Pascal Siakam’s charitable foundation helps with its own growth with Raptors
TORONTO — Shardaine Rowe Brown has always been a fan of Pascal Siakam. The 23-year-old played basketball in high school and can speak with authority about the Toronto Raptors star’s devastating rotational move.
But now, after a breakthrough summer made possible in part by Siakam’s generosity and deepening of his Toronto roots, the sophomore at Toronto Metropolitan University’s Lincoln Alexander School of Law is seeing “Spicy P.” in a new light.
“I’m a huge Raptors fan, I’m into the sport so I knew he was amazing, they don’t call him ‘Spicy P’ for no reason, his spinning motion is untouchable,” she said. said at a reception acknowledging Siakam. contribution to the school which funded summer internships for her and 11 of her classmates. “But I didn’t know about his foundation, so to know that he is really interested in helping young people. I’m really happy about that.”
For Siakam, using his PS43 Foundation to support TMU’s fledgling law program – now entering its third year – and its stated mission to “reinvent legal education in pursuit of a fairer society” is part of his own. growth. The raw rookie, who flew off the radar to earn a spot in the Raptors’ rotation as a late, unannounced first-round pick in 2016, is now 28 with training camp looming and just completed his second season. fully NBA. Siakam will be counted on to help bring the Raptors back to the Eastern Conference in their post-championship run.
As his responsibilities as one of the Raptors’ top scorers, playmakers and defensemen have steadily increased, Siakam has steadily grown his foundation, from initiatives to providing much-needed computers to middle schools in some of Toronto’s underserved neighborhoods or – in this case – empowering future leaders to go into the communities they live in and effect change on their own.
Siakam’s vision of the city he lives and works in has extended well beyond the confines of Scotiabank Arena or the OVO Athletic Centre.
“I mean, it’s seventh year for me now,” said Siakam, who visited some of the interns at a low-key private reception on the TMU campus Wednesday night. “I’m growing as a person and feeling more and more part of our community.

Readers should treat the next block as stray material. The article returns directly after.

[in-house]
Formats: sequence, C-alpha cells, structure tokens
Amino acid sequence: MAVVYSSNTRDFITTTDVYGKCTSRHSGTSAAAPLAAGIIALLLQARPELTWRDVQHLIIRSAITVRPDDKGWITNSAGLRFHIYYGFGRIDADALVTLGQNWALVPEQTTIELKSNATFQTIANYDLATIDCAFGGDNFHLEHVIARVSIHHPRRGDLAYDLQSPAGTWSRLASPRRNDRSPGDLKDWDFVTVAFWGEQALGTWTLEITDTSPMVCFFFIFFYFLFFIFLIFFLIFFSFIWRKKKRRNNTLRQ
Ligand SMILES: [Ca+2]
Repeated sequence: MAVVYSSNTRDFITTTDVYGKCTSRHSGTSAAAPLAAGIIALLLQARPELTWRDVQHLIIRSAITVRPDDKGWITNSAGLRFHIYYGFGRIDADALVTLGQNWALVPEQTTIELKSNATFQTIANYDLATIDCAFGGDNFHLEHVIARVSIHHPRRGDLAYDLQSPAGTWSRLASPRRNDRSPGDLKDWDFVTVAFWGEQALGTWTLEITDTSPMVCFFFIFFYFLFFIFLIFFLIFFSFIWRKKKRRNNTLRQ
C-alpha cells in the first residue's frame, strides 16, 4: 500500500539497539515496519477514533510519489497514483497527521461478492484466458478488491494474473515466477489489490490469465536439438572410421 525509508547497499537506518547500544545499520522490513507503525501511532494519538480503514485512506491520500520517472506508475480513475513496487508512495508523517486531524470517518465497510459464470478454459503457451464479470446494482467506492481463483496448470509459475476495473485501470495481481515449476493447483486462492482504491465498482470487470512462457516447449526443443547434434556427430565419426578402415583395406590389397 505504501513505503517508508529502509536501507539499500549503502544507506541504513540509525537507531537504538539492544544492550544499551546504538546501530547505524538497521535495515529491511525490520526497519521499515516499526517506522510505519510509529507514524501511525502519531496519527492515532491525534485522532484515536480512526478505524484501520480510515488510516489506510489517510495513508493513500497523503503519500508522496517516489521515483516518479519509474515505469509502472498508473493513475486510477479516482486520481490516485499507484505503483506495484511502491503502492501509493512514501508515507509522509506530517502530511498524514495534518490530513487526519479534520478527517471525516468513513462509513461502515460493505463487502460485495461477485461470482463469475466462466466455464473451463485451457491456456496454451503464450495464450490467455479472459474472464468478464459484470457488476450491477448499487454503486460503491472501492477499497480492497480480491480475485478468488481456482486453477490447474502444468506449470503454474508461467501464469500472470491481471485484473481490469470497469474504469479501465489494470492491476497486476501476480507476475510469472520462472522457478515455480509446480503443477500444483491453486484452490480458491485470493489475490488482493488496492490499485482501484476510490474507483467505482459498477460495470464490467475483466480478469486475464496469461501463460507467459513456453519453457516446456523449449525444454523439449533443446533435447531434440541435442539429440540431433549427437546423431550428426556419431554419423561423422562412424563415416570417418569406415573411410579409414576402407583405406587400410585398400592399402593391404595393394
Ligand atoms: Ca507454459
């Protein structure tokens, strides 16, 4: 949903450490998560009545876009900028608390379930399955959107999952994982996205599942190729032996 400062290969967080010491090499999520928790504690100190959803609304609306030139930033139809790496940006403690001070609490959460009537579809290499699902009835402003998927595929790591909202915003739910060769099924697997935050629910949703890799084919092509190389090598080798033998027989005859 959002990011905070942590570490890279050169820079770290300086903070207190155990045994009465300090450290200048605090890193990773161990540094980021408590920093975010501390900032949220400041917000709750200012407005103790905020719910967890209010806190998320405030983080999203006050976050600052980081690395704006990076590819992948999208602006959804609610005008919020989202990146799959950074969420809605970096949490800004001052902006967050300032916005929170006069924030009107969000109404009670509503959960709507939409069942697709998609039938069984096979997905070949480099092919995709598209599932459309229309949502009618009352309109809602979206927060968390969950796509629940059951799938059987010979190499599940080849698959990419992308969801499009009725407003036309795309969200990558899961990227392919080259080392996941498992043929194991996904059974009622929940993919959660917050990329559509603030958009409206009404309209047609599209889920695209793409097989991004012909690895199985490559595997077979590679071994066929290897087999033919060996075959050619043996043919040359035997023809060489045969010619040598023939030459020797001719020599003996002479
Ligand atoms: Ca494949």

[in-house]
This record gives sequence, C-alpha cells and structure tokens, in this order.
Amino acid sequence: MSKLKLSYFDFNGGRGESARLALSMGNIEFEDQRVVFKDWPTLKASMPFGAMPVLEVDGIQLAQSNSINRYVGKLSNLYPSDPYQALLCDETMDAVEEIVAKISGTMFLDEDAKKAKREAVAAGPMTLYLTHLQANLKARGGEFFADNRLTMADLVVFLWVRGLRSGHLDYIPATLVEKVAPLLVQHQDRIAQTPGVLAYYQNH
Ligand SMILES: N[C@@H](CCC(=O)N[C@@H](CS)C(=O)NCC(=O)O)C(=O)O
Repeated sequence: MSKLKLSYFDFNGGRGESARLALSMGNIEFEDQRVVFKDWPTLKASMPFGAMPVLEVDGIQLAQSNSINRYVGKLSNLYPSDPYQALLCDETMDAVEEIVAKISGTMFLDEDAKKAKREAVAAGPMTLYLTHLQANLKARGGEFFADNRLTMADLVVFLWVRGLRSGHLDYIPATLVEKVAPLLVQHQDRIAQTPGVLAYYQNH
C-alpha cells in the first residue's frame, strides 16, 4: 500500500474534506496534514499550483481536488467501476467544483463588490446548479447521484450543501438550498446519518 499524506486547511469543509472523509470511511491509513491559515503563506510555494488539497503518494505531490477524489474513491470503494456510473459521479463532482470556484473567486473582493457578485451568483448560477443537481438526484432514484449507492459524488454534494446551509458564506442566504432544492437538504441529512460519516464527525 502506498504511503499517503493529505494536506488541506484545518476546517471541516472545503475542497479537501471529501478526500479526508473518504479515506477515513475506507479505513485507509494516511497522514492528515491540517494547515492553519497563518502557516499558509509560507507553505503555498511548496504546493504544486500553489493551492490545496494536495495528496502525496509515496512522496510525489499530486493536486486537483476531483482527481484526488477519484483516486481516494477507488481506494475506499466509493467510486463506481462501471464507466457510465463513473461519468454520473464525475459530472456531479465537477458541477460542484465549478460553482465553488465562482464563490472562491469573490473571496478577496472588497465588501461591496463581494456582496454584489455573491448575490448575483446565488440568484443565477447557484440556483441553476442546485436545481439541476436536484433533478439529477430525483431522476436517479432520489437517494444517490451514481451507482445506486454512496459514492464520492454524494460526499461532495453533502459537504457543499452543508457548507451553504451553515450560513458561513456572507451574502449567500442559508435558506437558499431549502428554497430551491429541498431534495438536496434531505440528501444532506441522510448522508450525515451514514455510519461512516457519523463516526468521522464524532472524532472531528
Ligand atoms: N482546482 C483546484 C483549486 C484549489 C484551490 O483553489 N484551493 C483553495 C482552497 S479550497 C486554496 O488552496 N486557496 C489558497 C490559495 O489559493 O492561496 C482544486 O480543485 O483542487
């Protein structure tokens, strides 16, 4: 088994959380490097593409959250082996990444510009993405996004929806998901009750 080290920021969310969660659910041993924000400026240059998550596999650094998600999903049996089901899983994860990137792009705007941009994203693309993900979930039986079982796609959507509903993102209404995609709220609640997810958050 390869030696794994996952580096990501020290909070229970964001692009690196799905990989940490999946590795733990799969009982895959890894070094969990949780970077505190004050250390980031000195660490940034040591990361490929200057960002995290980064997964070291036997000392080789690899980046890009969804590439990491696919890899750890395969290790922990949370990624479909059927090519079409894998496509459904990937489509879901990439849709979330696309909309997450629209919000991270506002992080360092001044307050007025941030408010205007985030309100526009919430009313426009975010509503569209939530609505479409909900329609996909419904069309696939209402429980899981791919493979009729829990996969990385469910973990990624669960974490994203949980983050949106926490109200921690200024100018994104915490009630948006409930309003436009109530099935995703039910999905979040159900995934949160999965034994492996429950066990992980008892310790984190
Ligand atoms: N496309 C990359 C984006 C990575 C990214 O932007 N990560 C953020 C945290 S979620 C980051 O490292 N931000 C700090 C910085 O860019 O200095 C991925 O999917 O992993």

“I think with the support that [the community] gave me, it is right that I return. But it’s not just for that, it’s just who I am as a person and that’s how my dad was. It just makes sense.”
The opportunities created by Siakam’s donation have also helped recipients make sense of the path they have chosen.
Rowe Brown chose law because she wants to become a social justice lawyer and provide support to communities of people who need to be defended but who often struggle to overcome various obstacles – some of which are due to the legal system – to reach their potential.
The challenge facing many law students is that summer internships – which are essential for young lawyers to gain experience, make contacts and polish their resumes – outside of the corporate environment are often unpaid, which makes it difficult for students who have high tuition fees to choose. and a need to invest in their career on the other.
Siakam’s contribution aims to fill this gap.
“It allowed me to do my internship without adding financial anxiety,” said Rowe Brown, who commutes to his downtown classes from Ajax, a dormitory community east of Toronto. “Mine was a [otherwise] unpaid position, so I was going to have to find a job some other way because law school is expensive, and I don’t want to graduate with this crazy debt.”
She worked at Justice for Children and Youth in downtown Toronto, an organization focused on helping youth under 18 and homeless youth under 25 deal with a range of potential legal challenges they may face. they are faced. His duties involved outreach work in inner-city drop-in centers, assisting more experienced lawyers with forensic and legal research.
She ends the summer even more convinced of the path she has chosen and with a greater appreciation of what it entails.
“Working in the community is a whole different ballgame than being in the classroom,” Rowe Brown said. “Everything is different when you actually live a day in the life; you see what it’s like to be a lawyer, you know? It’s amazing to apply the theoretical things you learn in school to a real work environment.
“It was amazing being in the trenches and being able to actually help people and make them smile. … It was scary at first, but like everything else, once you got used to it, it became easier.
That’s the kind of impact Siakam is thrilled to have. He joins teammates Fred VanVleet and Scottie Barnes, who have also provided financial support to post-secondary students in the Toronto area.
This is something that has only grown in importance for Siakam as her career has progressed and her charitable foundation has grown with her. It’s about honoring his late father’s focus on education and supporting the community he’s called home for nearly a decade now.
“I think the more we grow and the more things we do, the more we understand how we can help,” Siakam said. “Obviously we have a mission, but we are trying to put everything in place. At the end of the day, you know, these people are going to go out and help work with organizations that help young children and create a better community and a better world for everyone.
“So I think it’s all connected, it all makes sense.”